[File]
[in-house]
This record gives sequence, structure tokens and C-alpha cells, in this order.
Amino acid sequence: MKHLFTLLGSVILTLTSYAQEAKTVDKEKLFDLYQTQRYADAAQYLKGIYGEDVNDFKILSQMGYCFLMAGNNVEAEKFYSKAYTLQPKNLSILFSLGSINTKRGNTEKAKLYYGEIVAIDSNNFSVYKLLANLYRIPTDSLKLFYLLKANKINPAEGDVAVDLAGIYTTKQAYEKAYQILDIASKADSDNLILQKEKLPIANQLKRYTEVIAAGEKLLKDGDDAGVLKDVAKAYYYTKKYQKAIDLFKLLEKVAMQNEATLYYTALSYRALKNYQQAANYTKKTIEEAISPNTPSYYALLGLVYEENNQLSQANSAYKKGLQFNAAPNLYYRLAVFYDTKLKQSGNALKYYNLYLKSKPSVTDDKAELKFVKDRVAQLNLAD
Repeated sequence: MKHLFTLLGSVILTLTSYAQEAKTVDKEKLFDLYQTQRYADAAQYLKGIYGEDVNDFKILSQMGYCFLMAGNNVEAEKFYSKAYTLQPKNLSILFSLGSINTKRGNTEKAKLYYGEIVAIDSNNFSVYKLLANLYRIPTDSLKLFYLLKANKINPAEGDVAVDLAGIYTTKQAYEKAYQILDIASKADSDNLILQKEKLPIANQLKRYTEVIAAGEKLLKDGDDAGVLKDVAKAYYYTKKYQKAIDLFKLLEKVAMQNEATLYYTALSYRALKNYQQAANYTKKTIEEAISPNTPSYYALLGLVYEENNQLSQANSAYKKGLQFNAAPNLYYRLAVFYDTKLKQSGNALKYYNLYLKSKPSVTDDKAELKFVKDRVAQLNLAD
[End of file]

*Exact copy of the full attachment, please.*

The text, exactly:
[in-house]
This record gives sequence, structure tokens and C-alpha cells, in this order.
Amino acid sequence: MKHLFTLLGSVILTLTSYAQEAKTVDKEKLFDLYQTQRYADAAQYLKGIYGEDVNDFKILSQMGYCFLMAGNNVEAEKFYSKAYTLQPKNLSILFSLGSINTKRGNTEKAKLYYGEIVAIDSNNFSVYKLLANLYRIPTDSLKLFYLLKANKINPAEGDVAVDLAGIYTTKQAYEKAYQILDIASKADSDNLILQKEKLPIANQLKRYTEVIAAGEKLLKDGDDAGVLKDVAKAYYYTKKYQKAIDLFKLLEKVAMQNEATLYYTALSYRALKNYQQAANYTKKTIEEAISPNTPSYYALLGLVYEENNQLSQANSAYKKGLQFNAAPNLYYRLAVFYDTKLKQSGNALKYYNLYLKSKPSVTDDKAELKFVKDRVAQLNLAD
Repeated sequence: MKHLFTLLGSVILTLTSYAQEAKTVDKEKLFDLYQTQRYADAAQYLKGIYGEDVNDFKILSQMGYCFLMAGNNVEAEKFYSKAYTLQPKNLSILFSLGSINTKRGNTEKAKLYYGEIVAIDSNNFSVYKLLANLYRIPTDSLKLFYLLKANKINPAEGDVAVDLAGIYTTKQAYEKAYQILDIASKADSDNLILQKEKLPIANQLKRYTEVIAAGEKLLKDGDDAGVLKDVAKAYYYTKKYQKAIDLFKLLEKVAMQNEATLYYTALSYRALKNYQQAANYTKKTIEEAISPNTPSYYALLGLVYEENNQLSQANSAYKKGLQFNAAPNLYYRLAVFYDTKLKQSGNALKYYNLYLKSKPSVTDDKAELKFVKDRVAQLNLAD